School A has a long term plan with a list of topics to be covered in each year group for each subject. There is some guidance from the National Curriculum as to what should be taught, but teachers have the freedom (and responsibility) to create a curriculum for their year group. Sometimes they can reuse material from the previous year; sometimes they start from scratch. Sometimes children repeat what they have previously learned; often, they lack the prerequisite knowledge which teachers expect them to have. Some teachers spend hours trailing the internet and spending a fortune on books from Amazon, trying to construct an engaging, evidence-based curriculum; some download a scheme of work from a subscription website (which they've paid for), ready to teach the following day.
School B has a similar long term plan to School A, based on the National Curriculum. Sometimes the topics are a bit of a leap from the NC: 'Chocolate' in Y4 and 'London' in Y5. As well as this, there is also a twenty-page teaching and learning policy which dictates everything which should be included in lessons: a hook, a pre-assessment task, differentiation etc. Lessons should be engaging, creative, interesting, include a variety of learning approaches, involve a variety of group structures, provide learners a chance to explore… the list goes on. On top of this, the written planning for every lesson needs to be submitted to the Headteacher by 9pm on the Sunday night prior to being taught. If resources have come from a (personally paid for) subscription website, school planning pro forma still need to be completed. Every piece of work needs to be marked with WWW (what went well) and EBI (even better if), to which children need to respond the following day.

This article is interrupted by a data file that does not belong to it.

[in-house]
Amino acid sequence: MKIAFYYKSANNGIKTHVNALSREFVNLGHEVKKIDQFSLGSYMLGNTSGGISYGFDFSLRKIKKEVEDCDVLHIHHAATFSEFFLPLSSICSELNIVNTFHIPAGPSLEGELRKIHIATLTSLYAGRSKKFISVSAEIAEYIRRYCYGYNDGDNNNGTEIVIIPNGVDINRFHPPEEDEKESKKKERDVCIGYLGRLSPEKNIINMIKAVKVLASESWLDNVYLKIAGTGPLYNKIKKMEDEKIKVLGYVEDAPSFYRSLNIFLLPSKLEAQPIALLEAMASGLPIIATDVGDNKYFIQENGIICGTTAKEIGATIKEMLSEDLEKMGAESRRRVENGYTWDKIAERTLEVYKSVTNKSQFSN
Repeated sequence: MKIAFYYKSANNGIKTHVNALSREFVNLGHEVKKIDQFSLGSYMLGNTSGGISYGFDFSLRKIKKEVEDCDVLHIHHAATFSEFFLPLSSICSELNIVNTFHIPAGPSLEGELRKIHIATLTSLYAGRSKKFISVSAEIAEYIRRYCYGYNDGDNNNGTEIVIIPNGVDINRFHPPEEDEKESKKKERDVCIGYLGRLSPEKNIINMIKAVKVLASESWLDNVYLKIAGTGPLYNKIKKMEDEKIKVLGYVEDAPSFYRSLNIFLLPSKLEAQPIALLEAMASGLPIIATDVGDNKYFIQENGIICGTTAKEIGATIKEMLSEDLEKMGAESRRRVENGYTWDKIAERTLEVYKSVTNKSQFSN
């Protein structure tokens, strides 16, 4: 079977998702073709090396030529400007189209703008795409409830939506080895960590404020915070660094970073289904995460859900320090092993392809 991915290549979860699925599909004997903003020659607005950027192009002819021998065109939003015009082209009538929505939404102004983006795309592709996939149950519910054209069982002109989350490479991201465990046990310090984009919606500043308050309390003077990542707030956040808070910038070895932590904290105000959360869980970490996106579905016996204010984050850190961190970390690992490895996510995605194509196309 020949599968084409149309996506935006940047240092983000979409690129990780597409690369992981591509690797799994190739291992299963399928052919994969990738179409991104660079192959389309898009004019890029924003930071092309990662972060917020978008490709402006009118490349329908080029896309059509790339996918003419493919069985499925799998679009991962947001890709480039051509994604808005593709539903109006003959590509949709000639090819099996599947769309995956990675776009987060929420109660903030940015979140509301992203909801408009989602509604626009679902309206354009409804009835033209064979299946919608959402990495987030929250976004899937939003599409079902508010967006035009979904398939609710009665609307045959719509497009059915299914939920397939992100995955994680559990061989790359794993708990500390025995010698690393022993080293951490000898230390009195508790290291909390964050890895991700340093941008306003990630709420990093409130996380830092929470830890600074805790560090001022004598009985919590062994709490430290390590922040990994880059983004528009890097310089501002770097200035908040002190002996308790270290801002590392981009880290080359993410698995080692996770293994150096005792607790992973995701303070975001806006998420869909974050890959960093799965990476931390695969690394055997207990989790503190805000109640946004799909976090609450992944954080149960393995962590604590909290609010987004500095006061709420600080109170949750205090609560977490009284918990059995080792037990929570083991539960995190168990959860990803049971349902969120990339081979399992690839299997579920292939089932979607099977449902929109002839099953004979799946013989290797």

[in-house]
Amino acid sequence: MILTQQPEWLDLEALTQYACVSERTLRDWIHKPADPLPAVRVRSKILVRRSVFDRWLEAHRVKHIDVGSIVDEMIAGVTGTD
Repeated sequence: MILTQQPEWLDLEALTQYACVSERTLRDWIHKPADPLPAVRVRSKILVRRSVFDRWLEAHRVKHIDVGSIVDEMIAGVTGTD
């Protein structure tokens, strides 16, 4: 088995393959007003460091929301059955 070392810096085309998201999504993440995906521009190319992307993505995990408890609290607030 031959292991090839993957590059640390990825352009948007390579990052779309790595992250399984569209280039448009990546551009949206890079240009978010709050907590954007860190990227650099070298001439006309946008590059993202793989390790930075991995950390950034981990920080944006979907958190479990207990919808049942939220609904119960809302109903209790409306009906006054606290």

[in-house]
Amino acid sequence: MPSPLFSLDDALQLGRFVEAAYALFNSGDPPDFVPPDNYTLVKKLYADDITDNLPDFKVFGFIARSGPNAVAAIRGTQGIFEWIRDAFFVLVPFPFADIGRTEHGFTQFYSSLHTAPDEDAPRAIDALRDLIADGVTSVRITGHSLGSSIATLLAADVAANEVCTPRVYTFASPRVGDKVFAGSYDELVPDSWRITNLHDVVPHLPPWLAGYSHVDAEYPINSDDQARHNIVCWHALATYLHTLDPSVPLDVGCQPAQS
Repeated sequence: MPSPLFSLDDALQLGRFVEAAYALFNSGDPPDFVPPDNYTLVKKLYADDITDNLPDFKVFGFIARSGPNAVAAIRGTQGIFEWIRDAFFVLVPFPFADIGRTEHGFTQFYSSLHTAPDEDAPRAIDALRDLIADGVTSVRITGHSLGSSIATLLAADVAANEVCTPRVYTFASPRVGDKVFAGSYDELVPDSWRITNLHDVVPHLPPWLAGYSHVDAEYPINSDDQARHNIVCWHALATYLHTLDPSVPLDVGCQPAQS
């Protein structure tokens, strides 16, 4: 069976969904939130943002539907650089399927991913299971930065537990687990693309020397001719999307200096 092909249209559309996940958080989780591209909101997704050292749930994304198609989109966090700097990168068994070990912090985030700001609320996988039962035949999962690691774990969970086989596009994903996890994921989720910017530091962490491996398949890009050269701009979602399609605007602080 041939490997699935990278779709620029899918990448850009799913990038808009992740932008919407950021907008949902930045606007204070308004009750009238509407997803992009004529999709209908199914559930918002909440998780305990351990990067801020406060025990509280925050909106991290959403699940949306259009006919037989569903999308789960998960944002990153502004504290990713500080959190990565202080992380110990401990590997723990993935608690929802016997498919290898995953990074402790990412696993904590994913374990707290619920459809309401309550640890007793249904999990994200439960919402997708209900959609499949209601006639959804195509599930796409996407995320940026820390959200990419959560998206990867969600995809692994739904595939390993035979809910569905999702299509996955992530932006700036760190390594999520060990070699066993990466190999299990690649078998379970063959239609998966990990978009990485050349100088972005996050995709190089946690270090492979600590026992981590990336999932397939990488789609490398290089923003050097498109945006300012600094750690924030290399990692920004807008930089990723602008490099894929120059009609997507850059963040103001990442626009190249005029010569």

School C provides a detailed, fully-sourced curriculum for its teachers, which has been designed by leaders to not only meet the requirements of the National Curriculum but provide coherent learning journeys throughout each subject . For English and Maths – which are taught more frequently - clear, simple teaching cycles have been constructed and are collectively tweaked every five or sixth months to ensure the focus is on the content and practice which works. Because the foundation subjects are all ready to teach, teachers can spend the time – sharing the load with their year group partner – on preparing the content of teaching sequences for the core subjects so that they are well-matched to the children’s strengths and needs. Teachers use high-quality resources, paid for by the school, for children to use in independent practice. Feedback is provided during the lesson and written comments are only made on four pieces of writing per half term. No written planning is ever required, though teachers use a common approach to lesson design and every lesson is well-resourced.
Which school would you rather work in or lead? As someone who doesn’t like being told what to do, I used to think that working in a prescriptive school would be professional hell. I used to think that teacher autonomy was a hallmark of healthy leadership within a school, and that schools which prescribed the curriculum, displays etc were inherently toxic places. Autonomy is a key component required for a motivated workforce, so I thought.